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Condition/Disorder Synonyms

  • Herniated intervertebral disk

  • Prolapsed intervertebral disk

  • Slipped disk

  • Ruptured disk

  • Herniated nucleus pulposus

ICD-9-CM Codes

  • 724.4 Thoracic or lumbosacral neuritis or radiculitis, unspecified

  • 722.73 Intervertebral disc disorder with myelopathy lumbar region

ICD-10-CM Codes

  • M54.16 Radiculopathy, lumbar region

  • M54.17 Radiculopathy, lumbosacral region

Preferred Practice Pattern

Key Features


  • Any disorder that affects the spinal nerve roots

  • Lateral lumbar spine nerve-root compression

  • Gradual or acute onset secondary to intervertebral disc or osteophyte formation in the intervertebral foramen2

Essentials of Diagnosis

  • Diagnosis made by clinical examination

  • Dermatome/myotome pattern

  • Reproduction of symptoms

General Considerations

  • Herniated disk is one cause of radiculopathy

  • Avoid positions that increase symptoms


  • Women at greater risk than men

  • Onset typically middle-aged to geriatric

Clinical Findings

Signs and Symptoms2

  • Pain in lumbar, hip, buttock, leg, lower extremity; parasthesia often radiating into the foot

  • Pain in lumbar spine worsens with extension, side bending, rotation to the involved side

  • Diminished sensation, motor control, and reflexes in the distribution of involved nerve

Functional Implications

  • Difficulty maintaining sitting postures secondary to back and leg pain

  • Inability to sleep

  • Weakness with lifting, prolonged standing

  • Loss of movement or feeling in the lower extremity

  • Loss of bowel and bladder control

  • Difficulty with movements (driving, twisting) secondary to pain

Possible Contributing Causes

  • Decreased lumbar lordosis posture due to tight hamstrings, weak abdominal muscles

  • Prolonged side-bending position towards impaired nerve or prolonged flexion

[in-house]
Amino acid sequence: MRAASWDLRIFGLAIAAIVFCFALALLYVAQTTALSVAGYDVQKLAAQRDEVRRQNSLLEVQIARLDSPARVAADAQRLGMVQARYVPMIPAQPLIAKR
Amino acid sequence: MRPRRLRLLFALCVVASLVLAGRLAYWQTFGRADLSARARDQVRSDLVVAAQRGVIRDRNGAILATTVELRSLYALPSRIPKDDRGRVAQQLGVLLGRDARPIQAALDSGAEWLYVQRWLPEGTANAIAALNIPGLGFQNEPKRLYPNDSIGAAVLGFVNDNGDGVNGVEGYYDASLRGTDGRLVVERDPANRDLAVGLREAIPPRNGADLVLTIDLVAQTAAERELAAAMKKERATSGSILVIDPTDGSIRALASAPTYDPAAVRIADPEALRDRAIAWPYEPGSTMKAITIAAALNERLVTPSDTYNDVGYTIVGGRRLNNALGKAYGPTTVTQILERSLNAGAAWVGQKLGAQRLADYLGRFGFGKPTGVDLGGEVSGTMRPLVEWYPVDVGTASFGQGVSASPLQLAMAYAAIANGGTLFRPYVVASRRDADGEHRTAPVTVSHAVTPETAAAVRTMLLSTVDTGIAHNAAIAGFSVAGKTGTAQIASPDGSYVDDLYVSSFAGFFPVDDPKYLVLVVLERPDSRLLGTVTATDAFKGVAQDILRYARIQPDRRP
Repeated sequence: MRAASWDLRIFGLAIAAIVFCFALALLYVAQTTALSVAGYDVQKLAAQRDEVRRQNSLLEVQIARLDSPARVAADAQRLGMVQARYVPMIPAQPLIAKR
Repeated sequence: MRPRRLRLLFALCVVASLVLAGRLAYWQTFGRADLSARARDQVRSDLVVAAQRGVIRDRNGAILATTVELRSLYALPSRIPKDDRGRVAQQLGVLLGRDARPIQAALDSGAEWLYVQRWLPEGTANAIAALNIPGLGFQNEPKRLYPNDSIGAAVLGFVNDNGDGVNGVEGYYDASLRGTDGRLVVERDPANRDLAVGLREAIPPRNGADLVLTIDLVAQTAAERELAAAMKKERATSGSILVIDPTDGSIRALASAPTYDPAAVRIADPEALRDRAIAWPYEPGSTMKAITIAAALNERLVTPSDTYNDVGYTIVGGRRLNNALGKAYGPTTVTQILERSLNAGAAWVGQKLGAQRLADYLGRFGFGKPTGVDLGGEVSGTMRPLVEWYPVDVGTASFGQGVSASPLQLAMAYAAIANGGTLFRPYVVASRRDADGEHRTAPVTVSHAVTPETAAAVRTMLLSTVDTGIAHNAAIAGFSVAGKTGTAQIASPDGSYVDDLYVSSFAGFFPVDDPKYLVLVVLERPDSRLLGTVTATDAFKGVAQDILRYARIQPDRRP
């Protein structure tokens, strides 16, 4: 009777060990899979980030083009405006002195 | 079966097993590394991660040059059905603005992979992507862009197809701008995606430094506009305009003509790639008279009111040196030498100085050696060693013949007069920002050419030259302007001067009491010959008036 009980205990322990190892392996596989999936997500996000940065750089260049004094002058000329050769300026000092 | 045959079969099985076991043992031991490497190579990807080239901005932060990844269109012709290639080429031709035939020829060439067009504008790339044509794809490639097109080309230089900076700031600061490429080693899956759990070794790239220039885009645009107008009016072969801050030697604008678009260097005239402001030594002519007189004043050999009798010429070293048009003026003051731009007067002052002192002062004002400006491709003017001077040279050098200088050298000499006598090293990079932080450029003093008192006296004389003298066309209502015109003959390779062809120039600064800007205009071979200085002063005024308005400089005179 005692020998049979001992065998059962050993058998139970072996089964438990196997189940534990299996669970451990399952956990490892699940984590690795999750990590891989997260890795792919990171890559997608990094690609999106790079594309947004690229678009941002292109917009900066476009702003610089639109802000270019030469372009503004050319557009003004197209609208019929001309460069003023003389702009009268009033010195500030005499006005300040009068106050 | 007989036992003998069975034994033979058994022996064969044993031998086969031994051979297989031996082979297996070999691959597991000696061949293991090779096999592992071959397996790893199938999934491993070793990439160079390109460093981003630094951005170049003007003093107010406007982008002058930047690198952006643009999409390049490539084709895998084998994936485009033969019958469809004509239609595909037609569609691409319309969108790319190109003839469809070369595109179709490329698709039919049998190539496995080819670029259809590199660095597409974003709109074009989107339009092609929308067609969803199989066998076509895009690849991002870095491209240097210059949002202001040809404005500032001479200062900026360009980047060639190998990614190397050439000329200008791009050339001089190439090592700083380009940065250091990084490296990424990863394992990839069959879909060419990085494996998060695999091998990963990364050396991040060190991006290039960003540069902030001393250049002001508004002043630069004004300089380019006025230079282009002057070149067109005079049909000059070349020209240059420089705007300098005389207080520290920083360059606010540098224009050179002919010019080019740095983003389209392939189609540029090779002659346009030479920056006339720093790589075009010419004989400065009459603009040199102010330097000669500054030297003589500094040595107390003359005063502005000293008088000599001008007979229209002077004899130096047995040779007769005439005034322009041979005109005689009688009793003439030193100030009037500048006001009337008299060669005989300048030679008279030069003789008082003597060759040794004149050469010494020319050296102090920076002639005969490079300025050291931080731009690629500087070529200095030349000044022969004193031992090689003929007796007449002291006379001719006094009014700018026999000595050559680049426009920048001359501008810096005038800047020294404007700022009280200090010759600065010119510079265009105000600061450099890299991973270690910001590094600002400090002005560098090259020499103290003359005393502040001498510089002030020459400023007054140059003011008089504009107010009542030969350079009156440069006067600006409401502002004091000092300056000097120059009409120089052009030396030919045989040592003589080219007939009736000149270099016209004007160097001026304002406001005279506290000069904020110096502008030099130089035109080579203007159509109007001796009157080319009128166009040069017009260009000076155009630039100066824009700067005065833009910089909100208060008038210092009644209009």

• Facet hypertrophy

  • Size of spinal canal, may be congenital

Differential Diagnosis

  • Peripheral nerve impairment

  • Piriformis syndrome

  • Hip pathology with radiating pain pattern

  • Spinal tumor

  • Lyme disease

  • Peripheral neuropathy

  • Sciatica

  • Paraspinal spasms

  • Degenerative disk disease

  • Sacral or pelvic dysfunction

Means of Confirmation or Diagnosis


  • MRI helps to visualize compressed or inflamed nerve root in diagnosis

  • X-ray/plain-film radiograph helpful if osteophyte located in intervertebral foramen

  • CT to show herniation compressing the spinal canal or nerves

  • Electrodiagnostic/nerve conduction testing can help determine specific impaired nerve function4

Findings and Interpretation

  • Physical examination to rule in lumbar radiculopathy

    • Algorithm for examination of the lumbar spine

    • Quadrant test

    • FABER test

    • Rotation limited to ipsilateral side

    • Straight leg raise test

    • Slump test

    • Lower limb nerve tension test

    • Patella, Achilles, hamstring reflexes

    • Radicular pattern

    • Passive physiological intervertebral mobility testing (PPIVM)


  • To hospital for imaging


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